The Victorian ‘Painted Ladies’
About one-third of the houses in Maine were built before 1950 giving Maine the eighth oldest housing stock in the United States. Presque Isle, originally known as Fairbanks Mills, was settled in 1828.
It was primarily during what is referred to as the “Victorian Era” that many of the houses in this community were built. The Victorian Era, 1837-1901, refers to the time period during which Queen Victoria reigned in Great Britain. Even though Queen Victoria passed away in 1901, the Victorian Era is often considered to continue to 1910.
Victorian houses have certain architectural characteristics. They are typically narrow and tall; have steep, gabled roofs; contain lots of stairs; have bay windows, wraparound porches, towers and turrets, asymmetrical design, and balconies that go nowhere. Presque Isle Historical Society’s 1875 Vera Estey House Museum, located at 16 Third St., is a good example, being narrow and tall with lots of stairs and a bay window. A bay window is a three-sectioned window that bows outward from the main lines of the house.
Around town, the house located at 17 Academy St. has a beautiful turret, while 47 Third St. boasts a balcony that goes nowhere. An example of a wraparound porch can be seen on the front of 20 Academy.
Taking the Victorian house to an even higher level of design is the “Painted Lady.” The term “Painted Lady” was first used in the 1978 book by Elizabeth Pomada and Michael Larsen, “Painted Ladies – San Francisco’s Resplendent Victorians,” and has since been used to describe Victorian houses with specific architectural features in other cities.
Some of these more unusual features include: stained-glass windows, gingerbread trim, fish-scale shingles, corbels, and three or more exterior paint colors to enhance the architectural features. Some Painted Ladies feature as many as nine different colors — in other words, a lot of fancy words to describe what are often fanciful and ornate houses. Gingerbread trim refers to wood trim enhancing doors, windows, roof lines and porches that is fanciful and elaborate. Fish scale shingles have rounded or scalloped edges. Corbels are basically fancy brackets. Originally, corbels had a purpose: to support weight. They are thicker and fancier than regular brackets.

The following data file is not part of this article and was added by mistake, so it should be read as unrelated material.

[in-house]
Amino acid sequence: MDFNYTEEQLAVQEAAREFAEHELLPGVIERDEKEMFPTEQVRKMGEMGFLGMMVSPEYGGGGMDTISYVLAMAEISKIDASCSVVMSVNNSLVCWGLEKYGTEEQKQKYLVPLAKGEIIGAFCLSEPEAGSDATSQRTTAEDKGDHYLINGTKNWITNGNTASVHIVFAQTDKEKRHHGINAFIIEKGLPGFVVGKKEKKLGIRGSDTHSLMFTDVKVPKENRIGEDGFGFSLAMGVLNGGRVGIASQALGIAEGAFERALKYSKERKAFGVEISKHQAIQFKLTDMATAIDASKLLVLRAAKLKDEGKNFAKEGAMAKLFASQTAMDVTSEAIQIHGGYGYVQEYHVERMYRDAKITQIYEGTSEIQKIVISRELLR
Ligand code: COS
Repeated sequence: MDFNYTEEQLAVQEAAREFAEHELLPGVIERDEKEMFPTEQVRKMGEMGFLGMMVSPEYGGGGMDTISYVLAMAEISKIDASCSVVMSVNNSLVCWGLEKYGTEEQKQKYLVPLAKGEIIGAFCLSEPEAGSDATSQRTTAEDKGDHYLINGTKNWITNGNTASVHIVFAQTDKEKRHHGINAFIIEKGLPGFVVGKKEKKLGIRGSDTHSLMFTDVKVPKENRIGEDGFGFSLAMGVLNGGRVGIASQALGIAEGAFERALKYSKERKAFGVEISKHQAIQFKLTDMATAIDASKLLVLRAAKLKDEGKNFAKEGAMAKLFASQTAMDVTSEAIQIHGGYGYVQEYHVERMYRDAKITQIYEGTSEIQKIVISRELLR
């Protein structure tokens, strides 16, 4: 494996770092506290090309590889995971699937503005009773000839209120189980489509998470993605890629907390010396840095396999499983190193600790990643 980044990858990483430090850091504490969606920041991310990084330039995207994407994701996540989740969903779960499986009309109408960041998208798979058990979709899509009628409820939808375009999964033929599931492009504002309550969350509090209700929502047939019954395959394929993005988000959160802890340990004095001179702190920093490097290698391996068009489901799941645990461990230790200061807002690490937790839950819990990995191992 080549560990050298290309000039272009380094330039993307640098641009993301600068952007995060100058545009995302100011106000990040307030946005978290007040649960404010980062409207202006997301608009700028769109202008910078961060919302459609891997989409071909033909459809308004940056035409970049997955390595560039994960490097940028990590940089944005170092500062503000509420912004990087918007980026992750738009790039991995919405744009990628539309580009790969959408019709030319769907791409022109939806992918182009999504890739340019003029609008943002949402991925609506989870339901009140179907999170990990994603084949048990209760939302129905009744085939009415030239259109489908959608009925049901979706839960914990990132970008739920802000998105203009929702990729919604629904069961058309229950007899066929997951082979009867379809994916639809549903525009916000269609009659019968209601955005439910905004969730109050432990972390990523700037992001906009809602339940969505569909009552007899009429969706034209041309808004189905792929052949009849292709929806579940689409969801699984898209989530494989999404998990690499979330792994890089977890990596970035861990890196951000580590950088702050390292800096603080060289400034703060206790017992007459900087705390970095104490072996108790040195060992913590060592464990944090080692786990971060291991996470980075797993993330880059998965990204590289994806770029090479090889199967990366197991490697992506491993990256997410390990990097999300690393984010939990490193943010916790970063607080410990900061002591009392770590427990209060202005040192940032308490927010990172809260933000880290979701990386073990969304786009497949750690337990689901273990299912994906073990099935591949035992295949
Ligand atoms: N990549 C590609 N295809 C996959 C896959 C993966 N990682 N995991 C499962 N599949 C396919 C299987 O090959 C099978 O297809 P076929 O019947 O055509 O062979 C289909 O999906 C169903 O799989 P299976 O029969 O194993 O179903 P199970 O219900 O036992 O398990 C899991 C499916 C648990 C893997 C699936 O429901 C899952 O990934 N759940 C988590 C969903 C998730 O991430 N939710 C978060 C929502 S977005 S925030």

Victorians believed in dramatic paint colors. One of the reasons for the variety of colors used is that chemical pigments for paints first became available during this era. Authentic colors for Victorian houses consisted of various hues of deep golden yellow, rust, beige, taupe, brown, and ivory. With many of today’s Victorian homes, especially in the San Francisco area, one will see bright colors such as turquoise, purple, lime green, and gold being used.
The Victorian Era was unusual for so many reasons. The Industrial Revolution took place during this time and it was the first time in history that families could boast expendable income. While the Victorians might not come out and verbally tell you they were wealthy or flash a wad of cash, they definitely wanted you to know they had money. In fact, the San Francisco Painted ladies came about during the California Gold Rush and these elaborate and fanciful homes were a way to showcase that wealth. This can be seen in the interiors as well.
If one were to take a tour of the inside of the Historical Society’s 1875 Vera Estey House Museum, various symbols of wealth are readily on display in every room, from beaded fringed lampshades to an ivory-handled manicure set in a velvet and satin box.
Although the community would probably have had many examples of Painted Ladies at one time, as time has passed and people have remodeled their homes and put on new siding, many of these once beautiful and fanciful architectural features have virtually disappeared.
Today, Presque Isle only boasts two Victorian Painted Ladies: 45 Third St. and 63 Dudley St. An interesting side note is that 63 Dudley also served as one of the town’s private hospitals before Presque Isle Hospital was opened in 1912.
Kimberly R. Smith is the secretary/treasurer of the Presque Isle Historical Society.